Wednesday, December 14, 2011

It's What You Leave Behind

So I am back in the land I like to call the cold and the north.  This is to say Minnesota.  And while it might be raining outside or as my weather app likes to call it "winter precipitation" it's been a great visit.

I have lots of friends here who do all sorts of things in the arts.  There are theater people, dance people, film people.  People people...errr.  But the best thing to come out from one of these meetings was a  conversation I had with some of my friends who are costume designers.  If you are in the arts (and you are all writers so yes, that counts.) then you know how hard it can be to be an active artist.

I once has a teacher tell me that there was no space for art in the future.  That if the world would end the people leaving on the spaceship bound for distant galaxies would not be filmmakers or theaters artisans, but scientists and such.  There was no room for art.

How sad is that?

Speed forward to me meeting up with friends.  After a tough semesters, and really all semesters are tough, they were down about what they had chosen to do.

I was reminded of a paper I wrote for an assessment test that asked about state funding for the arts.  My answer really hasn't changed.  If you look back through history, the only things we remember or the things that flash instantly into our minds is art.  The pyramids in Egypt, the plays of Ancient Greece, fashion, architecture.  All art, all stamped for eternity on the page of history.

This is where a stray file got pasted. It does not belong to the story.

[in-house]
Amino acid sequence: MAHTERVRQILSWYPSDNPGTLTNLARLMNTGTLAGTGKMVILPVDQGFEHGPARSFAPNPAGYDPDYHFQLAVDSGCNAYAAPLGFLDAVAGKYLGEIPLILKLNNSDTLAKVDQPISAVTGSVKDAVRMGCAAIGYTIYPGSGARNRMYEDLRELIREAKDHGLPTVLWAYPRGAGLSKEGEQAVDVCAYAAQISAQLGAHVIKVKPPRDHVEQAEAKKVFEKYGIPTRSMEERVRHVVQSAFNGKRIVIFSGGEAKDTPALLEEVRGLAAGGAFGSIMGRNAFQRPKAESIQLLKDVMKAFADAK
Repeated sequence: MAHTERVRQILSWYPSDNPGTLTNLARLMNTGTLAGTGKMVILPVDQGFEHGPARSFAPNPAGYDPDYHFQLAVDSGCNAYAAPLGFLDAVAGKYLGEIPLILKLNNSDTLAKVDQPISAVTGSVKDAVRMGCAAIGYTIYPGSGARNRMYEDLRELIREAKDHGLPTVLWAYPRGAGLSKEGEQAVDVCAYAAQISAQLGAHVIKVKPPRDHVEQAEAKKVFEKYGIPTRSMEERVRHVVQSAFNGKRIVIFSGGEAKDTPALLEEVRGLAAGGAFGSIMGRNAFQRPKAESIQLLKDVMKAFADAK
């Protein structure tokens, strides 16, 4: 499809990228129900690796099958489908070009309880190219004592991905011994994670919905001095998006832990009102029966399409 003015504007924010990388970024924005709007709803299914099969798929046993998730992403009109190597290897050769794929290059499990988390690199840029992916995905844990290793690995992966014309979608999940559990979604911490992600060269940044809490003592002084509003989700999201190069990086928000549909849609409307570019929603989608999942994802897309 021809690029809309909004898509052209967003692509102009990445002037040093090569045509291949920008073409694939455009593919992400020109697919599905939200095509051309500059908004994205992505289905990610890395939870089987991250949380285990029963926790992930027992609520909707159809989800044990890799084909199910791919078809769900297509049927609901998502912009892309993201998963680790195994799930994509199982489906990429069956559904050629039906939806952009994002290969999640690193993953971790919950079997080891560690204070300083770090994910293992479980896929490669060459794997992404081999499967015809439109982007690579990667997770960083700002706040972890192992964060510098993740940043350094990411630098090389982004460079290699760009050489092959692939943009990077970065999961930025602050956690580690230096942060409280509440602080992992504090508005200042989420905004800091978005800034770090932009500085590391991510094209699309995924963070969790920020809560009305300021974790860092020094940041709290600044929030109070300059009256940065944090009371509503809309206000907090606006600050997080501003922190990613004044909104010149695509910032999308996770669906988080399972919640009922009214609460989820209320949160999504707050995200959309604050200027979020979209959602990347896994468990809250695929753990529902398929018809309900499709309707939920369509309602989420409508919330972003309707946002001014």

So remember if you ever get down in the dumps about art, this is your mark on history.  This is something you can leave behind.

Thursday, December 1, 2011

What I know.

The typical list of "how to be a writer" usually contains the phrase "write what you know."  And when what I know isn't enough?   When confronted with this question, I used to say, "Yeah but I don't know what it feels like to live in a dystopian future or be mixed up with faeries.  Or..."  The list went on and I slowly but surely wrote off the "write what you know" mentality.

Because really, I don't write what I know.

While reading through some notes on my most recent story, I discovered one vital thing.  I write ALL about what I know.  I mean A LOT.  So I started to think about how much of "me" was in each one of my stories.  Not me as in the protagonist is me, but how much of my knowledge has impacted my novels.

There are strange medical procedures, leaving home for the first time, medical procedures, shots, clothing....

That's when I realized, I know a lot.  Or at least I'd like to think I know a lot.  I can make an outfit if just given a picture (Admit it, that's cool).  I can shoot you a movie given the proper camera and equipment.  I know what it's like to be injected with radioactive isotopes (that is not made up people.) (And, no, I don not glow).  I'm deathly afraid of shots.  I know what it's like to have a broken heart, to fail, to question what I'm told.....  If you think about it for a few moments, you can probably come up with your own list and anything from that list can easily become the foundation of a novel.  I could write a novel about costumes designers trying to finish a show or movie producers desperately pulling their movie together.  What you know can take you all kinds of places.

And what you don't know.  Research!

Are you using what you know if your novel?  Wanna share?  Leave a comment!